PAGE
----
Acknowledging a growing population and recovering economy, rating agency Moody’s recently forecast that housing demand and prices would rise in Ireland for some time. This is partly why Murray, a 30-year banking and property lending veteran, is confident about prospects. “There is increasing activity and more demand for senior debt,” he says.
This is backed up in the residential sector by Murray’s observation that when he established the team, it had funding in place for around 100 residential units on its books. Now, he says, the bank has committed funding to deliver around 1,500 units, as well as roughly three-quarters of a million square feet of commercial space in the office, retail and healthcare sectors.
It was partly due to the growing opportunity in areas such as housing schemes, build to rent, multi-family and student accommodation that Bank of Ireland decided to launch a specialist team focused on development finance. However, while demand in Ireland is strong, the lack of supply has been a hot topic, Murray points out.
“I expected demand for increased working capital from housebuilders, who had started development in 2014 and early 2015 as they accelerated their development plans on the back of strong active demand,” he says. “However, housebuilders have remained cautious and are rolling out schemes in relatively small phases. They are not accelerating their development activity until they see current demand being sustained.”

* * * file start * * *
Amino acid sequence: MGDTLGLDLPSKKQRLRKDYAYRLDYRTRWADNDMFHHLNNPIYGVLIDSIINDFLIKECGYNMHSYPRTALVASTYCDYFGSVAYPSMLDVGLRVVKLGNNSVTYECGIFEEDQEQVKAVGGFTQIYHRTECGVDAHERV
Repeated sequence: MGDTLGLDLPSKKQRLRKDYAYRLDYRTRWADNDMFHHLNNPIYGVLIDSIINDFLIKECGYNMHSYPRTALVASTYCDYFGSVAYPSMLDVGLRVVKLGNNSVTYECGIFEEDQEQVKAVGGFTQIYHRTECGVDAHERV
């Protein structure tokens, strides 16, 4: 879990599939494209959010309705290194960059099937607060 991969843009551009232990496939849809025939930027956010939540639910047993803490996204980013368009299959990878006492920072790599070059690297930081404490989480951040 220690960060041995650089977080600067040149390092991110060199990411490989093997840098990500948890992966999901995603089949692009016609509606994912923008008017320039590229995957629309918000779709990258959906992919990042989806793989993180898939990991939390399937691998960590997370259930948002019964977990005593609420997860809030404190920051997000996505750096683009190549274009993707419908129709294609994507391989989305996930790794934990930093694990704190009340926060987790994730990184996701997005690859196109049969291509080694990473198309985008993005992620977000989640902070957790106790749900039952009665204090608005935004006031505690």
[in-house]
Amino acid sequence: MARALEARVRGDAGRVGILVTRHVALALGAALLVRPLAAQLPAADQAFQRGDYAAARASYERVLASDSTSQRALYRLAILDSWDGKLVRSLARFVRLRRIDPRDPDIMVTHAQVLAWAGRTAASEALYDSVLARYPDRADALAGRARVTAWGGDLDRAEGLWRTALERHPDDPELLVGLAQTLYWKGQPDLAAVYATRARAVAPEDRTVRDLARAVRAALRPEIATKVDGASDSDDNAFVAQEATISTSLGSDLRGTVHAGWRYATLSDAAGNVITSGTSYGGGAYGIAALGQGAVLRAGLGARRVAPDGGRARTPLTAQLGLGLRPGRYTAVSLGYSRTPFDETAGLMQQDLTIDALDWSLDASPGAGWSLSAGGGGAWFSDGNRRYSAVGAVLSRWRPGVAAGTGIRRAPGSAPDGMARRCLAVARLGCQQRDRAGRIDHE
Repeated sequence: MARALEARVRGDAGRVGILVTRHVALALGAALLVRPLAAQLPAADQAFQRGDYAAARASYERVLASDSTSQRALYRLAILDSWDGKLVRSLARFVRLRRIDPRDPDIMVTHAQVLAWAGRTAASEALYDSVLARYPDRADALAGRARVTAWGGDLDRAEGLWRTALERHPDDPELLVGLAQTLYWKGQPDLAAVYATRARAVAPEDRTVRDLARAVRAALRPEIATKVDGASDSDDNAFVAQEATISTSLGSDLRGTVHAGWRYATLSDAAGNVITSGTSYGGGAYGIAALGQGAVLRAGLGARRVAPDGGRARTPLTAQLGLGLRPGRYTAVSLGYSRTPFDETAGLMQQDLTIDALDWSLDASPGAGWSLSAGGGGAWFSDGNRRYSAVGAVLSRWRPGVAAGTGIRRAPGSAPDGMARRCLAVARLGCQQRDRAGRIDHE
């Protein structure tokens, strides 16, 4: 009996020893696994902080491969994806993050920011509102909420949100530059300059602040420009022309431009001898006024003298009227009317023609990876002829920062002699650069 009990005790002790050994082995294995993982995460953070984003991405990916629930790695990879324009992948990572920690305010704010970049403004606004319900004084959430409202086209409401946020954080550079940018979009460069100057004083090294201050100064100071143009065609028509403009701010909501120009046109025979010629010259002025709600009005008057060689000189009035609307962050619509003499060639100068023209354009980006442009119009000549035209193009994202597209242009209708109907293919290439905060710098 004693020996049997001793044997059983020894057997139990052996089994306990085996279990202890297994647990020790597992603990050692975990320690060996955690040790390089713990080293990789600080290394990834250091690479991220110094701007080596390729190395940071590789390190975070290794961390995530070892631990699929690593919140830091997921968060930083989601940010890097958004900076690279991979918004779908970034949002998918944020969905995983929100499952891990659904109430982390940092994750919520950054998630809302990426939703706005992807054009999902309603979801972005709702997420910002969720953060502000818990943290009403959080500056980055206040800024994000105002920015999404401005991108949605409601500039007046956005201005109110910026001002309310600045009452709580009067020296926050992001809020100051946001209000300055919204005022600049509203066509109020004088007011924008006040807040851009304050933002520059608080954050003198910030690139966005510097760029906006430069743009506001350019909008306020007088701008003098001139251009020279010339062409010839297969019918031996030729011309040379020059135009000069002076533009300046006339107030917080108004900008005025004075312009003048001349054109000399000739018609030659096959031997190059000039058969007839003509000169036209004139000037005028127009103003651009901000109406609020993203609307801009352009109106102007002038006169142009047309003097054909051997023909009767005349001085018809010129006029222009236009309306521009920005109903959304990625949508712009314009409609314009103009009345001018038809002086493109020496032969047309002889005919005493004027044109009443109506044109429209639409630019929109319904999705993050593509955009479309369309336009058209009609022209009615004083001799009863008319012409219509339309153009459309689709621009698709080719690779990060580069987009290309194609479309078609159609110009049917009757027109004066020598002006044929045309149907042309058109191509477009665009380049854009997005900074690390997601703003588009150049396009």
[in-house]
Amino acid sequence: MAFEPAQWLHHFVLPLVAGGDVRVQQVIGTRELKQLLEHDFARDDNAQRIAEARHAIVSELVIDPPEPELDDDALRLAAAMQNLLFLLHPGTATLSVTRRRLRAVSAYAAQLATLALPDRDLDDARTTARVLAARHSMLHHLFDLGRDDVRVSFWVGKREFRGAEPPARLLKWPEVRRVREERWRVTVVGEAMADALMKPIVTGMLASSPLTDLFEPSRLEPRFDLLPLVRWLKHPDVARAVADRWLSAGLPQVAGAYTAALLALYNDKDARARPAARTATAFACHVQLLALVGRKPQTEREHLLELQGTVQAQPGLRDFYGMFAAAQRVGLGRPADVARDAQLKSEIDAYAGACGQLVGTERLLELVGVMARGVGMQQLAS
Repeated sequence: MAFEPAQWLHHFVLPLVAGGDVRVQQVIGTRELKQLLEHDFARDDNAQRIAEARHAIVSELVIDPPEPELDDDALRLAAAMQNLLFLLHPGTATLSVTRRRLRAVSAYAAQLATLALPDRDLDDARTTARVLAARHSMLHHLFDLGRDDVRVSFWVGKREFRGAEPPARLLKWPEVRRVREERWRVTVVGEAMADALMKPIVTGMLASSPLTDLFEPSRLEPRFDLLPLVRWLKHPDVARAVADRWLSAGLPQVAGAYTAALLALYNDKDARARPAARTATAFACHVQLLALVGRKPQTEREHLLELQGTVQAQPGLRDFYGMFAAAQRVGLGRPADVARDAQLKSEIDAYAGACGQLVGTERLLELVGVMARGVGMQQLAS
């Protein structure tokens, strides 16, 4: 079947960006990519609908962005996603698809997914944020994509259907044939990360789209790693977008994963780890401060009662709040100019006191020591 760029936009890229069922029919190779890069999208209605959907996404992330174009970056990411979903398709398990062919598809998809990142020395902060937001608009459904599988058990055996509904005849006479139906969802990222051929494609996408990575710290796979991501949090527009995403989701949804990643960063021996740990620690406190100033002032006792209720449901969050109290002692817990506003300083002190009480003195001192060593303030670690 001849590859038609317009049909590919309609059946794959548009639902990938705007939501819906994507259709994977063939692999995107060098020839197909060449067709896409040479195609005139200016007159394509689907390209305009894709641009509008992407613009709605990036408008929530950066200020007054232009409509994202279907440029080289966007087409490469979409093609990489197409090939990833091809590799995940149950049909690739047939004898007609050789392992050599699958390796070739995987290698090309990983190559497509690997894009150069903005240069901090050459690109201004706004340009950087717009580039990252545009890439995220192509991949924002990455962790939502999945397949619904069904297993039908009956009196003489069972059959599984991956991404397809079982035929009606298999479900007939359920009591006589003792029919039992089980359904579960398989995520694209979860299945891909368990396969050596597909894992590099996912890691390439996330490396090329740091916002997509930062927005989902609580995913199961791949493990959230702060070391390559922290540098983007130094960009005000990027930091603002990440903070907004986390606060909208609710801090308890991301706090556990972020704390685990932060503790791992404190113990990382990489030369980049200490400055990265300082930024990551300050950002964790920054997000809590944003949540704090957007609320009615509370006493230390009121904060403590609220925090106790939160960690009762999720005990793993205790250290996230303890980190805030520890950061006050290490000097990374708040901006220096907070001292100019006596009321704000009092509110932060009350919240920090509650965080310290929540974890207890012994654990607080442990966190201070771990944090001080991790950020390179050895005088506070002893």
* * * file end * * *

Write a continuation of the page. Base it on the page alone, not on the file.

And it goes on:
Data published by the Department of Environment states that housing commencements totalled 7,738 in the first 11 months of 2015, up just 5% year on year and well shy of the around 30,000 units needed to meet demand.
However, he adds: “With the number of housebuilders and scheme commencements increasing, this should see a rising number of new housing unit completions in 2016 and beyond compared to recent years.”
In its recently published first housing report of 2016, Irish property website Daft.ie found that nationally, asking prices grew 7.8 percent in 2015, down from the 15.5 percent growth achieved in 2014. Unlike 2014, there was a role reversal in 2015, with price growth in Dublin slowing markedly (to under 3 percent), while prices outside the capital rose by 13 percent.
Commercial development finance — particularly for offices and retail — is also a key part of the bank’s development finance strategy. Explaining the bank’s approach in this segment of the market, Murray says: “We won’t get into anything speculative but we don’t need it wholly let either — generally around 50 percent let should be sufficient to allow us to finance a commercial development.
“We link up with partners in the private equity world who can provide the speculative element to get deals done, lowering the finance cost on a blended basis with the inclusion of senior debt, which is typically at a significantly lower cost than private equity.”